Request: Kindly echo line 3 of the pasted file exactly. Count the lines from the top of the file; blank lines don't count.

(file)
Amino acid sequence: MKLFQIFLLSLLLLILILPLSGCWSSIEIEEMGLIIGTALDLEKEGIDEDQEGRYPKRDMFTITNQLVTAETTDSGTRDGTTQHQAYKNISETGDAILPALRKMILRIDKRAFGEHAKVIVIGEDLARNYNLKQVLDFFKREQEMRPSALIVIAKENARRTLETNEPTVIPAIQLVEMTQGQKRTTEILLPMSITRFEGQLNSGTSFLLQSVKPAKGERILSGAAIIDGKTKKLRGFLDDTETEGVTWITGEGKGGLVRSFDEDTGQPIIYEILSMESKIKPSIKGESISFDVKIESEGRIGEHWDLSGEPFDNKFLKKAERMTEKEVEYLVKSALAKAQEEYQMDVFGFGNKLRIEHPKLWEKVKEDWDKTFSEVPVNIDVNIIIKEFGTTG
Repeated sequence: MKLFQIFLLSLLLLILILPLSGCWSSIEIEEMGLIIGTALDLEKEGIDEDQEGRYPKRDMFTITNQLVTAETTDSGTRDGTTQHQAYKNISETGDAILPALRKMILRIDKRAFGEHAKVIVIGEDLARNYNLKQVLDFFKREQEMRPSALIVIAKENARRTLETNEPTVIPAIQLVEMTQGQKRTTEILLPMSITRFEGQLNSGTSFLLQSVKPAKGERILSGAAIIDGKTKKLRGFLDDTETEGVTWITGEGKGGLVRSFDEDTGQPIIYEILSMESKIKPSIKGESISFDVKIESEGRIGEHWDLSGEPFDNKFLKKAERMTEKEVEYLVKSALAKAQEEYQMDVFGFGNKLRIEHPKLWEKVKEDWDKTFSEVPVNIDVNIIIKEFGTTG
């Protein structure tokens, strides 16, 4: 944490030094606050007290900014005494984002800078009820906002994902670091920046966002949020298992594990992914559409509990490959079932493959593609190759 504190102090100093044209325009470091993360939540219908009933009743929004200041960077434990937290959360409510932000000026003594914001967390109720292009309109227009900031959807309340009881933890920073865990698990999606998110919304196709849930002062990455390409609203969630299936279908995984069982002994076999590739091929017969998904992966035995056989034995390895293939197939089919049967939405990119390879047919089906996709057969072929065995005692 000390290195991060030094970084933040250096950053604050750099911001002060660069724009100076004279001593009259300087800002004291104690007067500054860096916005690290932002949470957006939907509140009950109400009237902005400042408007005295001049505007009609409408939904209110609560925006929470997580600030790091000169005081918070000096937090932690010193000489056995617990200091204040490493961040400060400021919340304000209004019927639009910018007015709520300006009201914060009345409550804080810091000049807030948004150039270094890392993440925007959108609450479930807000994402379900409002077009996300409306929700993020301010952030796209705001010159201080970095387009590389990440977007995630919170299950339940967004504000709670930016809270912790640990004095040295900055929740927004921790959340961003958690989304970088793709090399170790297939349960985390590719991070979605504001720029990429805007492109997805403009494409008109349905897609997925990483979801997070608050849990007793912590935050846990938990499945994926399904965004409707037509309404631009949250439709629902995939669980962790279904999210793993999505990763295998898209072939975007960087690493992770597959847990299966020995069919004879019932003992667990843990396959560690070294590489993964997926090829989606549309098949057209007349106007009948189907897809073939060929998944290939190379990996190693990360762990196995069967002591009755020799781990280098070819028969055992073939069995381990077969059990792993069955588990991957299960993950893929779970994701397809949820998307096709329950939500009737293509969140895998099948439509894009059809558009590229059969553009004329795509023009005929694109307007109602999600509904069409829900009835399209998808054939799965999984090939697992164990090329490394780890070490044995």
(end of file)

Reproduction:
């Protein structure tokens, strides 16, 4: 944490030094606050007290900014005494984002800078009820906002994902670091920046966002949020298992594990992914559409509990490959079932493959593609190759 504190102090100093044209325009470091993360939540219908009933009743929004200041960077434990937290959360409510932000000026003594914001967390109720292009309109227009900031959807309340009881933890920073865990698990999606998110919304196709849930002062990455390409609203969630299936279908995984069982002994076999590739091929017969998904992966035995056989034995390895293939197939089919049967939405990119390879047919089906996709057969072929065995005692 000390290195991060030094970084933040250096950053604050750099911001002060660069724009100076004279001593009259300087800002004291104690007067500054860096916005690290932002949470957006939907509140009950109400009237902005400042408007005295001049505007009609409408939904209110609560925006929470997580600030790091000169005081918070000096937090932690010193000489056995617990200091204040490493961040400060400021919340304000209004019927639009910018007015709520300006009201914060009345409550804080810091000049807030948004150039270094890392993440925007959108609450479930807000994402379900409002077009996300409306929700993020301010952030796209705001010159201080970095387009590389990440977007995630919170299950339940967004504000709670930016809270912790640990004095040295900055929740927004921790959340961003958690989304970088793709090399170790297939349960985390590719991070979605504001720029990429805007492109997805403009494409008109349905897609997925990483979801997070608050849990007793912590935050846990938990499945994926399904965004409707037509309404631009949250439709629902995939669980962790279904999210793993999505990763295998898209072939975007960087690493992770597959847990299966020995069919004879019932003992667990843990396959560690070294590489993964997926090829989606549309098949057209007349106007009948189907897809073939060929998944290939190379990996190693990360762990196995069967002591009755020799781990280098070819028969055992073939069995381990077969059990792993069955588990991957299960993950893929779970994701397809949820998307096709329950939500009737293509969140895998099948439509894009059809558009590229059969553009004329795509023009005929694109307007109602999600509904069409829900009835399209998808054939799965999984090939697992164990090329490394780890070490044995």